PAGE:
As the holder on field goals, Brad Kragthorpe rarely gets a chance to throw the football.
But when junior kicker Trent Domingue bobbled the senior quarterback’s lateral during LSU’s fake field goal against Florida on Saturday night, Kragthorpe thought he might have to do something even more unusual.
“I kind of stood up and was thinking, ‘If this hits the ground, I gotta go try and make a tackle if one of their guys scoops it up,’ ” he said Monday.
Domingue saved his holder from having to tackle a defender — and the undefeated Tigers from a potential home loss.
After a few juggles, Domingue wrangled the ball and scurried 16 yards for the deciding score in the Tigers’ 35-28 win against the Gators.
The play came early in the fourth quarter after Florida reclaimed momentum with two scores in the third. Facing fourth-and-13 in a tie game, coach Les Miles rolled the dice.
“I was excited. I wasn’t too nervous or anything,” Kragthorpe said. “We knew what we were looking for when we went out there. They were in the formation that we wanted them to be in, and we were able to take advantage of it.”
Domingue and Kragthorpe declined to specify what look the Gators showed them, but the right side of Florida’s line crashed inside to try to block the kick. Kragthorpe quickly tossed the lateral from one knee, and Domingue had just enough room to outrun the defenders for a touchdown.
Kragthorpe said the players have been practicing the play for weeks and that he and Domingue drilled it about 20 times last week.
The holder has the authority to audible if the defense is aligned unfavorably, but that wasn’t the case Saturday.
“We ran on the field and were intentionally gonna run the fake unless they were in a look that would make us check out of it,” Domingue said. “We got the look and executed perfectly.”
Miles said he “had six people calling that (play) before it ever came to my mouth.”
Kragthorpe, Domingue and special teams coach Bradley Dale Peveto were among them, of course. Kragthorpe said he shared a special moment after the game with his father Steve, LSU’s special assistant to the head coach and chief of staff.
Saturday’s trick play wasn’t Kragthorpe’s first brush with a fake field goal: He attempted to run in a fake as time expired in the first half of LSU’s Music City Bowl loss to Notre Dame last year, but officials ruled him down short of the goal line.
This fake statistically was a rush for Domingue, so Kragthorpe doesn’t receive any share of the credit for the score.
“A lot of my friends were giving me crap (after the game),” Kragthorpe said, smiling. “They were like, ‘You’ve come this close to accounting for a touchdown twice now.’ ”
LSU might be without its starting fullback again when Western Kentucky visits Tiger Stadium on Saturday.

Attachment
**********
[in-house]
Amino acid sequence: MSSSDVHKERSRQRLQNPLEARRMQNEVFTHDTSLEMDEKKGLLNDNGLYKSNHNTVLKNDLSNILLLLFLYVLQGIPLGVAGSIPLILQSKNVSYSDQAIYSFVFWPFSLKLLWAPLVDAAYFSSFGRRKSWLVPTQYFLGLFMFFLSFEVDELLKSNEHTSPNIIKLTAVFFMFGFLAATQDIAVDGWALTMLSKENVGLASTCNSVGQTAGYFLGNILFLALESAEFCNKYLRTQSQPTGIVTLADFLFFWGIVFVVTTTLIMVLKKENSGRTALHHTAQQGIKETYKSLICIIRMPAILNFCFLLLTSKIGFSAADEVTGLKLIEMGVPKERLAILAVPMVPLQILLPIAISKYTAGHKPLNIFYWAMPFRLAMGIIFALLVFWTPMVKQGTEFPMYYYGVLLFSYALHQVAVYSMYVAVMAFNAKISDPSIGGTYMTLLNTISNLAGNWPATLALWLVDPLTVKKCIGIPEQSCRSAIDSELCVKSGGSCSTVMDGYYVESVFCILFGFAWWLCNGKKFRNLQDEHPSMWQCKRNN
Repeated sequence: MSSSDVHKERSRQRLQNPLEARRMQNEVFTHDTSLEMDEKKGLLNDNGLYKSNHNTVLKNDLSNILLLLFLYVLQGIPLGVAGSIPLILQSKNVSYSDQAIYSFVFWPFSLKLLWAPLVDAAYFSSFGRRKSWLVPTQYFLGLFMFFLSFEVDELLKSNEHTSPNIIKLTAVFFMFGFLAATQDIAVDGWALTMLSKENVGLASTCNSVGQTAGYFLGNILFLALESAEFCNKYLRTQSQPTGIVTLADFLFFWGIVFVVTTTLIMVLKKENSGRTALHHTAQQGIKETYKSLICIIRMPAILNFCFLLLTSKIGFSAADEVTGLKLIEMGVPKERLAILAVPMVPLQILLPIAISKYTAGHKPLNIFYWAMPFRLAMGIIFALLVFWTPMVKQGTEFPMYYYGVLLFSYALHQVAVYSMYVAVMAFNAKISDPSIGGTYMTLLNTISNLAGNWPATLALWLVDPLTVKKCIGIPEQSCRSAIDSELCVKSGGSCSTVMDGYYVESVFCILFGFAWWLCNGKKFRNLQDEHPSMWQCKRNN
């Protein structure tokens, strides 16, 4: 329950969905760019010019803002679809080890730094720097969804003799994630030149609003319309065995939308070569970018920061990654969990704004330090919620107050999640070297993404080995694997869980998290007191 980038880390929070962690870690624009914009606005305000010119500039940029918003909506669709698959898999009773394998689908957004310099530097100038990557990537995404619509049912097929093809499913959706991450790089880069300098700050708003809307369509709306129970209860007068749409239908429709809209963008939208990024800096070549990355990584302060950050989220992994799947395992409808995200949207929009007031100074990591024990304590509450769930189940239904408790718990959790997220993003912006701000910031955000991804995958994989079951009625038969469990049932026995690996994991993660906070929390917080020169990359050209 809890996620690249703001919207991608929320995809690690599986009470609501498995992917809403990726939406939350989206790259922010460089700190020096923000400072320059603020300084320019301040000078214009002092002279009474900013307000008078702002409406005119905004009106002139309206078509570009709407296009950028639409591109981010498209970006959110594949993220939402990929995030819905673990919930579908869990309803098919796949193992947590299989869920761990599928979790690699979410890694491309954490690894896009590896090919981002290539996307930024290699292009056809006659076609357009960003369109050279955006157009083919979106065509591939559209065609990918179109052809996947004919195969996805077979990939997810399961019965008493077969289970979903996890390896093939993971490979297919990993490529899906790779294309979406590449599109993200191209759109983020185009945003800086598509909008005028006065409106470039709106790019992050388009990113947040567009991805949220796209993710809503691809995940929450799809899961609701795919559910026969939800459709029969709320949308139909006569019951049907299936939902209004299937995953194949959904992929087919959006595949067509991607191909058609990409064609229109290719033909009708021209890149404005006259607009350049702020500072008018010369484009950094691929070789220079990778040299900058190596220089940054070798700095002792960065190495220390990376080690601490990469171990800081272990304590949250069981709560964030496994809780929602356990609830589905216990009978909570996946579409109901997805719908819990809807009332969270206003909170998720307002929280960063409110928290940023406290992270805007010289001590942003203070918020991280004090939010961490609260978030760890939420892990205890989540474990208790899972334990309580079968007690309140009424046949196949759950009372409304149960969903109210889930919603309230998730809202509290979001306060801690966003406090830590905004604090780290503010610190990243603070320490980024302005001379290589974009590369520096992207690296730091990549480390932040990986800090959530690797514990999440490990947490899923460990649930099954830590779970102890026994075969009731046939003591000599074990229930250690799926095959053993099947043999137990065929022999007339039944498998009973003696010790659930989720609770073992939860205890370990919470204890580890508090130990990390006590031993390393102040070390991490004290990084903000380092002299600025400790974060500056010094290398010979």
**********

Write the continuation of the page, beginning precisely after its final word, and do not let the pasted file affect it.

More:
Miles didn’t provide a timetable for sophomore JD Moore’s return from the strained knee ligament he suffered against South Carolina on Oct. 10. He didn’t play against Florida, forcing the Tigers to rely on true freshman Bry’Kiethon Mouton when they used a fullback — about 37 of 60 plays.
“I know that he’s getting better,” Miles said. “I don’t know exactly to what extent or when he could possibly return.”
League awards for 2 Tigers
For the fourth time this season, the Southeastern Conference honored two LSU players with weekly awards.
For the first time this season, Leonard Fournette wasn’t one of them.
Junior defensive end Lewis Neal earned SEC Defensive Player of the Week honors, and senior right tackle Vadal Alexander was recognized as the Offensive Lineman of the Week.
Neal tied for the team lead with 10 tackles, 3.5 of which went for losses. He harassed Florida quarterback Treon Harris all night, finishing with three sacks, three hurries and a pass breakup.
Alexander had 13 knockdowns and didn’t allow any sacks or pressures. He helped Fournette reach 180 yards on the ground, and Florida failed to come up with a sack after averaging 3.5 in its first six games.
All about protection
Miles would like a word with the SEC office.
Following the Florida game, Miles expressed discontent with defenders throwing Fournette to the ground and piling on top of him after his forward progress was stopped. He said he was worried about player safety and wasn’t trying to get penalties called on the opponent.
Miles said he turned in several clips to league officials but had not heard back as of Monday afternoon.
“The whistle needs to be blown,” he said. “Then, when the whistle is blown, the defense is allowed to let go of (Fournette), as opposed to continue to drive (him) 10 yards and throw (him) on the ground. Those kind of things need not to happen.”
Alexander said he didn’t think the situation ever got out of hand. To him, that’s just what happens when LSU and Florida get together.
“When you play an intense game like that,” he said, “the defense wants to set the tone.”